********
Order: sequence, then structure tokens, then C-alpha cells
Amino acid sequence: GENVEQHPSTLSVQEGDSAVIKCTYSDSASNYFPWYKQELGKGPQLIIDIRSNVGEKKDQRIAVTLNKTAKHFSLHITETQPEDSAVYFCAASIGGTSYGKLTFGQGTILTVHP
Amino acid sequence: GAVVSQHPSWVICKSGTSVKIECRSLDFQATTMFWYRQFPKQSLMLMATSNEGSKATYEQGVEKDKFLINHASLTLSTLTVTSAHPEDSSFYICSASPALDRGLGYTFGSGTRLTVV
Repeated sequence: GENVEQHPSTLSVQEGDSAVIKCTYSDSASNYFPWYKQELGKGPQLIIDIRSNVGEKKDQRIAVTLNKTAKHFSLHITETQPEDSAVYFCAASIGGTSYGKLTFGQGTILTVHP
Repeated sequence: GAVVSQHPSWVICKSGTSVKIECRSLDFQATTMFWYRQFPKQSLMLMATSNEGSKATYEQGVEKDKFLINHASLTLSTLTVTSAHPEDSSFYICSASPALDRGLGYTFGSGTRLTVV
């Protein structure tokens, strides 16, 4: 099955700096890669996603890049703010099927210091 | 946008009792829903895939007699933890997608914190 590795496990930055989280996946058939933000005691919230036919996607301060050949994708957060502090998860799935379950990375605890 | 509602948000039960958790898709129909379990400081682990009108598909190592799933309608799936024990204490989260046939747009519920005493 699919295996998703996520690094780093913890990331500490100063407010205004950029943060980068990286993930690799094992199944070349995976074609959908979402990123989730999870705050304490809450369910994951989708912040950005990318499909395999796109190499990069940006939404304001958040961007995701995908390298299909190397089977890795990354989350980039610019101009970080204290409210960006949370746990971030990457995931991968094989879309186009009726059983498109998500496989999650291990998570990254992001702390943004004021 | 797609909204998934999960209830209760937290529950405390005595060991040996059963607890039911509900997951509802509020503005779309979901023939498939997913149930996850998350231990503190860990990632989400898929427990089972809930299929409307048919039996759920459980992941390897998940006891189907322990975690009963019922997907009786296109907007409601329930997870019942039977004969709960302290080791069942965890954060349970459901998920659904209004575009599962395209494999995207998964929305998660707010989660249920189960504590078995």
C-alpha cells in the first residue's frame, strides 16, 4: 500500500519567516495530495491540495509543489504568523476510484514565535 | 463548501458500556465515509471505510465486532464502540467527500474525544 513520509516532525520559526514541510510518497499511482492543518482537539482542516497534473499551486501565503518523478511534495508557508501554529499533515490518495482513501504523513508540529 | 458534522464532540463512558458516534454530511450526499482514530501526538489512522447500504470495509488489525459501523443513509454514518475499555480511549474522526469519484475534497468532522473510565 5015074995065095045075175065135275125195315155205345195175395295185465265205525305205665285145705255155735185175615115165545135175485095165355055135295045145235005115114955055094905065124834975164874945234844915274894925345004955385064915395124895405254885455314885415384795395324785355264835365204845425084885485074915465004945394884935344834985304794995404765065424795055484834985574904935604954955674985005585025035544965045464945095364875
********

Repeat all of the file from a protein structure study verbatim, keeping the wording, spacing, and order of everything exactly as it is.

Order: sequence, then structure tokens, then C-alpha cells
Amino acid sequence: GENVEQHPSTLSVQEGDSAVIKCTYSDSASNYFPWYKQELGKGPQLIIDIRSNVGEKKDQRIAVTLNKTAKHFSLHITETQPEDSAVYFCAASIGGTSYGKLTFGQGTILTVHP
Amino acid sequence: GAVVSQHPSWVICKSGTSVKIECRSLDFQATTMFWYRQFPKQSLMLMATSNEGSKATYEQGVEKDKFLINHASLTLSTLTVTSAHPEDSSFYICSASPALDRGLGYTFGSGTRLTVV
Repeated sequence: GENVEQHPSTLSVQEGDSAVIKCTYSDSASNYFPWYKQELGKGPQLIIDIRSNVGEKKDQRIAVTLNKTAKHFSLHITETQPEDSAVYFCAASIGGTSYGKLTFGQGTILTVHP
Repeated sequence: GAVVSQHPSWVICKSGTSVKIECRSLDFQATTMFWYRQFPKQSLMLMATSNEGSKATYEQGVEKDKFLINHASLTLSTLTVTSAHPEDSSFYICSASPALDRGLGYTFGSGTRLTVV
């Protein structure tokens, strides 16, 4: 099955700096890669996603890049703010099927210091 | 946008009792829903895939007699933890997608914190 590795496990930055989280996946058939933000005691919230036919996607301060050949994708957060502090998860799935379950990375605890 | 509602948000039960958790898709129909379990400081682990009108598909190592799933309608799936024990204490989260046939747009519920005493 699919295996998703996520690094780093913890990331500490100063407010205004950029943060980068990286993930690799094992199944070349995976074609959908979402990123989730999870705050304490809450369910994951989708912040950005990318499909395999796109190499990069940006939404304001958040961007995701995908390298299909190397089977890795990354989350980039610019101009970080204290409210960006949370746990971030990457995931991968094989879309186009009726059983498109998500496989999650291990998570990254992001702390943004004021 | 797609909204998934999960209830209760937290529950405390005595060991040996059963607890039911509900997951509802509020503005779309979901023939498939997913149930996850998350231990503190860990990632989400898929427990089972809930299929409307048919039996759920459980992941390897998940006891189907322990975690009963019922997907009786296109907007409601329930997870019942039977004969709960302290080791069942965890954060349970459901998920659904209004575009599962395209494999995207998964929305998660707010989660249920189960504590078995």
C-alpha cells in the first residue's frame, strides 16, 4: 500500500519567516495530495491540495509543489504568523476510484514565535 | 463548501458500556465515509471505510465486532464502540467527500474525544 513520509516532525520559526514541510510518497499511482492543518482537539482542516497534473499551486501565503518523478511534495508557508501554529499533515490518495482513501504523513508540529 | 458534522464532540463512558458516534454530511450526499482514530501526538489512522447500504470495509488489525459501523443513509454514518475499555480511549474522526469519484475534497468532522473510565 5015074995065095045075175065135275125195315155205345195175395295185465265205525305205665285145705255155735185175615115165545135175485095165355055135295045145235005115114955055094905065124834975164874945234844915274894925345004955385064915395124895405254885455314885415384795395324785355264835365204845425084885485074915465004945394884935344834985304794995404765065424795055484834985574904935604954955674985005585025035544965045464945095364875